RD rating:  

Word respect.


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    A couple of months ago, I registered for a half marathon and while registering I saw that the course was listed as “difficult and challenging”. Words that should have caused me to pause, as I was a half marathon virgin, but I brushed past them and hit enter without giving them another thought. I continued to prepare for the race by running on paved routes that had a variation of hills. And a month before the race, I even ran thirteen miles, without any problems. I felt ready and while I stood at the start, I was excited because I knew I had prepared. However, while on mile four of the race, when I was discouraged and not sure if I could run the whole thirteen miles, I realized that I didn’t give the appropriate respect to the words “difficult” and “challenging”. The race course was mostly a mixture of uphill hiking trails, it also had ice, snow and mud patches. Not to mention that Colorado had high wind warnings, of 45 to 75 mph that day. The words difficult and challenging were apropos.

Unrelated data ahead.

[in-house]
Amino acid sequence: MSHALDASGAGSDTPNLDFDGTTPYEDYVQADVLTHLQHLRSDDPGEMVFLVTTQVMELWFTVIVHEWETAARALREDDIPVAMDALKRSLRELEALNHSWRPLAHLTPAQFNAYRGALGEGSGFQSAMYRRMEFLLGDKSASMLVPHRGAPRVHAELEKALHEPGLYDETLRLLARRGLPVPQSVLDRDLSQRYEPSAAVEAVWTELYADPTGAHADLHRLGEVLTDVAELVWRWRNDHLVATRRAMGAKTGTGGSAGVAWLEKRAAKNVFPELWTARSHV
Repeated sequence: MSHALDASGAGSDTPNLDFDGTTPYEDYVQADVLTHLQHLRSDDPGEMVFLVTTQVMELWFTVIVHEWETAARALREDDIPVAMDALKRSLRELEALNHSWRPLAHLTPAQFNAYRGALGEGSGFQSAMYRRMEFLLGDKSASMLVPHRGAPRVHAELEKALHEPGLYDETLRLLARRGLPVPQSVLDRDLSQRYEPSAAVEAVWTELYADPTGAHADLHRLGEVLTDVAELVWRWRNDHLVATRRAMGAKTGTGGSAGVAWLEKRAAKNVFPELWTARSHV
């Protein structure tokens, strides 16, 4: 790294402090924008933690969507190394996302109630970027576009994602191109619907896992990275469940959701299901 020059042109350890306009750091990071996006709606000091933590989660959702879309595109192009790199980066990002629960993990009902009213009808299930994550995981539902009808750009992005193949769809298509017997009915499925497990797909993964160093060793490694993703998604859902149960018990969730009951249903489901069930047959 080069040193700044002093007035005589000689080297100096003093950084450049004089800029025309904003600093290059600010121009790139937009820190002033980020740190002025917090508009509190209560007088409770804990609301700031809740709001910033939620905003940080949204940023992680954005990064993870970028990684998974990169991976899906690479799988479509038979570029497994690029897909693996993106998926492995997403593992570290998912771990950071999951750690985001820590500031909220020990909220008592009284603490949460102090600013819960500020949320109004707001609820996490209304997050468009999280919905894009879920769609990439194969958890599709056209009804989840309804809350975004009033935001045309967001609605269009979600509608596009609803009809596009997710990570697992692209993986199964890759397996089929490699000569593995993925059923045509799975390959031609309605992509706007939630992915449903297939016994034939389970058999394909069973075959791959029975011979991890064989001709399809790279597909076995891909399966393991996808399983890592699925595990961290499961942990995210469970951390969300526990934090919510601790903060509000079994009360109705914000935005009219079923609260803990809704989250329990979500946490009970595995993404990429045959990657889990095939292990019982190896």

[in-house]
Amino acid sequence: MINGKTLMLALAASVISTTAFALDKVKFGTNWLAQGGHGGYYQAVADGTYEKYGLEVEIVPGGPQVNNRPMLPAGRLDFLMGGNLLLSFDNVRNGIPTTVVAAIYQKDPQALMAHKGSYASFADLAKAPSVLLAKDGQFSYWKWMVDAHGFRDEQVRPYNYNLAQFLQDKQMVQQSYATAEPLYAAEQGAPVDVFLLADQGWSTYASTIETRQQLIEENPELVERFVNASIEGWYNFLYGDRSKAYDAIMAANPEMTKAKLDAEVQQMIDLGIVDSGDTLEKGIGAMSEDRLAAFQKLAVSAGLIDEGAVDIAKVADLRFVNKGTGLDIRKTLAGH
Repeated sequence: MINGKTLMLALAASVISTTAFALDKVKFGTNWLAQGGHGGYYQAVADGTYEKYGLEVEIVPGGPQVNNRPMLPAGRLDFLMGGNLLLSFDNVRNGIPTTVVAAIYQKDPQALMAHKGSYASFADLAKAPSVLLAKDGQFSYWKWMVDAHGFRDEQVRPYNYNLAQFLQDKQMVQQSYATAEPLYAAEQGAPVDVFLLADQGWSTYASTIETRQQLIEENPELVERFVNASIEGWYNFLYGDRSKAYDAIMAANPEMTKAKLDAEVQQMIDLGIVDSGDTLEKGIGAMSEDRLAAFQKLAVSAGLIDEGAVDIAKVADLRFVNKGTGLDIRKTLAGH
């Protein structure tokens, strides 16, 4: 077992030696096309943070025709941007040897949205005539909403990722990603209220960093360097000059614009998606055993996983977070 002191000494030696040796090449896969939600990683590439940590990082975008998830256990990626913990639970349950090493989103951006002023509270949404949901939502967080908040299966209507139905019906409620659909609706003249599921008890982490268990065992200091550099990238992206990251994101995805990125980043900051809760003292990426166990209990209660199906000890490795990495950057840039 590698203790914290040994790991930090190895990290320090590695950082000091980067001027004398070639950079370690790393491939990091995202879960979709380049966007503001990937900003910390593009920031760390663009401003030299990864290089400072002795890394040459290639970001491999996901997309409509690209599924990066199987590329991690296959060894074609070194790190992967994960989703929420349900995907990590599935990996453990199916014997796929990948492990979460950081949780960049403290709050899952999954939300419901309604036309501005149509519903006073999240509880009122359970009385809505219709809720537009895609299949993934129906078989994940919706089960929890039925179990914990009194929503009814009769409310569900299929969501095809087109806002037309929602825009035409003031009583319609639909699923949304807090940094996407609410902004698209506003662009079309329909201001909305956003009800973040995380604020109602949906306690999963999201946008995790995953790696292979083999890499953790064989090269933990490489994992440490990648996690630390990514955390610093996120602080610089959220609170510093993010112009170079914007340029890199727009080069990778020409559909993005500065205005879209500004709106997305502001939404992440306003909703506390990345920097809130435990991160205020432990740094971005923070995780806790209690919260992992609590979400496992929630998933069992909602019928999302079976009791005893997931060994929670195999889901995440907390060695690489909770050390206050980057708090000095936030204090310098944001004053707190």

Since then, I’ve thought about the lessons I’ve learned from this experience and applied them to writing.

First, my words carry weight. Do I use the right words when describing my scenery, characters, or action?

Second, do my characters act and react appropriately to the situation? Or are they behaving in a manner that is contrary with their characteristics? Or are they not reacting when they should?

Third, does my story follow a logical path from beginning to end. Meaning did I fulfill my promise to the reader by solving the crime with plausible clues and trick them with possible red herrings?

These are some of things I look for while I am editing. As for the half marathon, I finished and I plan on running another one for beginners in the spring.